At GDB, we frequently use tie downs when we want a dog nearby but cannot give undivided attention to monitoring him or her. You can continue to use tie downs at home to help manage your dog while you are busy with something else. Teaching your dog to settle on tie down is also handy for when you leave the area temporarily. You want your dog to feel confident that you will return if they stay calm and well behaved. Tie downs are convenient, but your dog may attempt to chew anything within reach. Check to make sure there are no tempting items nearby when you leave them alone. Also be sure that your dog is wearing just a comfortable quick-release collar when put on tie-down. Some dogs are prone to lean quite hard against the tie down and others occasionally tangle themselves in the cable. They usually step out of a snarl themselves, but if you get involved you will find it easiest to detach the tie down from the anchor before untangling your dog. Or you may prefer to use a crate instead. A tie down can also be helpful for general environment management such as to keep the dog out of the kitchen when cooking or to prevent excitable greetings when people come in the front door. It is also a great way for the dog to be close to activity in the household while being settled and safe.

A crate acts as the dog's private home or den. Dogs actually enjoy being in their own "place" and are quite comfortable in a crate for up to approximately 4 hours during the day. Knowing that your dog is relaxing in a crate, you can leave the house for a while and be confident that destructive habits won't develop in your absence. At night, your dog can sleep in their crate for approximately 8 to 10 hours. Another advantage of a crate is that the dog has more freedom of movement and is effectively separated from any off-limit items. Ensure that your dog has been properly exercised and watered prior to being crated for any period of time. Please monitor your dog with bedding in the crate initially, before leaving them unattended with bedding.

At night, most dogs like sleeping in the same room as their partner. Initially, your dog should spend the night on tie down or in a crate. With a consistent schedule and close supervision, you might notice that your dog puts themselves in their crate or lies down on their bed before you’ve taken the leash off or had a chance to connect the tie down to their collar. This is an indication that they are comfortable with the routine. These are the types of signs you want to consistently see at home before giving your dog freedom at nighttime. After your dog becomes accustomed to your house and their sleeping area, it may not be necessary to restrict your dog to a tie down or closed crate overnight.

Off Leash Time
A K9 Buddy dog running free is just like any other pet dog, they can easily be hit by a car or poisoned by eating something toxic. While dogs have trained recall, a normally responsive dog can become distracted and not respond to his handler’s calls. A K9 Buddy dog should never be let off leash in any unenclosed area.

If you have water always available to your dog, it is important to clean the water bowl daily and replenish it with fresh water. If your dog starts having relieving problems with free access to water, change to a specific watering schedule to gain control over your dog's water intake.

Growling or Barking
Your K9 Buddy dog is not a protection dog nor guard dog. GDB breeds for loving temperaments and avoids selecting for protective or aggressive temperaments from our breeding stock. We avoid dogs in GDB programs indulging in barking, growling or related negative behavior.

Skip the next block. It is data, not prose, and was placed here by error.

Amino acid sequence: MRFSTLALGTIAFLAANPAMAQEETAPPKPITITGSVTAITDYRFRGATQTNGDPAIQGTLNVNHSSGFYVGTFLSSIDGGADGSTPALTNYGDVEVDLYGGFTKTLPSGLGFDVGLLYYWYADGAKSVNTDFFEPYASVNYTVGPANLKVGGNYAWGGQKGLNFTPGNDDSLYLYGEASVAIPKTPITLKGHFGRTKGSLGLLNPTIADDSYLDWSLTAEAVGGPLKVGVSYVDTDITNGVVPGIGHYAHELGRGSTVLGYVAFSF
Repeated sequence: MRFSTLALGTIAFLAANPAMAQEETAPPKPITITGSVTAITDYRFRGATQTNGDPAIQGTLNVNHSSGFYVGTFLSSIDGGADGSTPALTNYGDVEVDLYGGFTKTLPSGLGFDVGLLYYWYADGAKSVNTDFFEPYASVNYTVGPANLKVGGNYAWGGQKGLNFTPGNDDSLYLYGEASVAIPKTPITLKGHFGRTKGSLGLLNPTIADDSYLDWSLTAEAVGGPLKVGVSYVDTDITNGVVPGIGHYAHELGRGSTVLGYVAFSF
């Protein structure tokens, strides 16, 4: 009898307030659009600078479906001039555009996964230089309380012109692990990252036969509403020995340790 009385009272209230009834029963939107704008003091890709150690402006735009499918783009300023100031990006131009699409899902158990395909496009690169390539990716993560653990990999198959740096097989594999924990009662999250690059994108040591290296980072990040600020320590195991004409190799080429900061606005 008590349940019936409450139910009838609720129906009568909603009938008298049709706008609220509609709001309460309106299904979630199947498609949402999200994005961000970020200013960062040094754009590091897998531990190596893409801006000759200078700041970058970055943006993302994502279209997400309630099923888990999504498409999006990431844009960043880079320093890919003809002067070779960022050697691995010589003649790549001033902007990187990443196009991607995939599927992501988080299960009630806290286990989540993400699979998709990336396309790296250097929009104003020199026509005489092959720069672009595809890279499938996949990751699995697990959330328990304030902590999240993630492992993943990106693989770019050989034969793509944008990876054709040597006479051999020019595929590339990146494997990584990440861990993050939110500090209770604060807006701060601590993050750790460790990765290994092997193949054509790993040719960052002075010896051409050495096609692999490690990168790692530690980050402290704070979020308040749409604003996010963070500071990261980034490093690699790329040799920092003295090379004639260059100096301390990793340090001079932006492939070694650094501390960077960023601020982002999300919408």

At home, you may notice your dog letting out a quick bark when new people or dogs come into or near your home. If your dog has any history of this minor “alert barking” behavior, it will be discussed with you during the matching process. As time goes on and once your dog becomes more familiar and settled in the environment, the more they feel at home. The vocalization can represent the dog announcing that a stranger has entered their territory. Yet barking and growling should be confronted and discouraged. If you do nothing when your dog growls or barks, you are telling your dog that you approve of that behavior. A couple of barks when someone knocks at your door are fairly insignificant, but you should tell your dog “quiet” if your dog continues to bark. Ignoring it could lead to other problems.

Your Young Dog
Your dog will act like a puppy sometimes. Even though they may often seem ‘adult’ or ‘grown up’, they are not yet fully mature. These adolescent dogs are still developing behavior patterns that they will take with them for the rest of their lives. It is up to you to maintain your dog’s training as well as teach your dog what your expectations are regarding their behavior in the home and elsewhere. As we have discussed, preparation and prevention are much easier than curing habitual problems. Starting off on the right foot and investing the necessary time early on will help you immensely down the line.

A relieving schedule with “enough” opportunities for your dog to relieve means your dog is less likely have accidents in the home or in public. Know your dog’s individual needs and design a relieving schedule around them.

Where and how you relieve your dog at home influences what your dog will do away from home. If you have a fenced yard, think carefully about allowing your dog to relieve off leash at home. If they show any interest in eating their own feces, getting into or ingesting things that they shouldn’t while in your yard, consider relieving your dog on leash until they are proven trustworthy in your yard. As always, be a responsible handler and pick up after your dog when out in public. Dogs tend to relieve more readily on natural surfaces. If you plan to travel frequently with your K9 Buddy dog and may need to relieve your dog on concrete in some locations, it is best to do the same at home. Otherwise, you may have a dog “holding it” until they can get home.

Your Young K9 Buddy Dog
Dogs are lifelong learners - your dog’s behaviors are still maturing. The more consistent and rewarding you are as a handler, the more motivated your dog will be to connect with you and the stronger your relationship will grow. In time, you and your dog will develop an understanding as you become an established team. This type of relationship does not happen overnight or by chance. It is up to you to maintain your dog’s training as well as consistently remind your dog what your expectations are. The time and energy you spend now will have a worthwhile pay off later on as your dog will have excellent house behavior, obedience responses, and focus.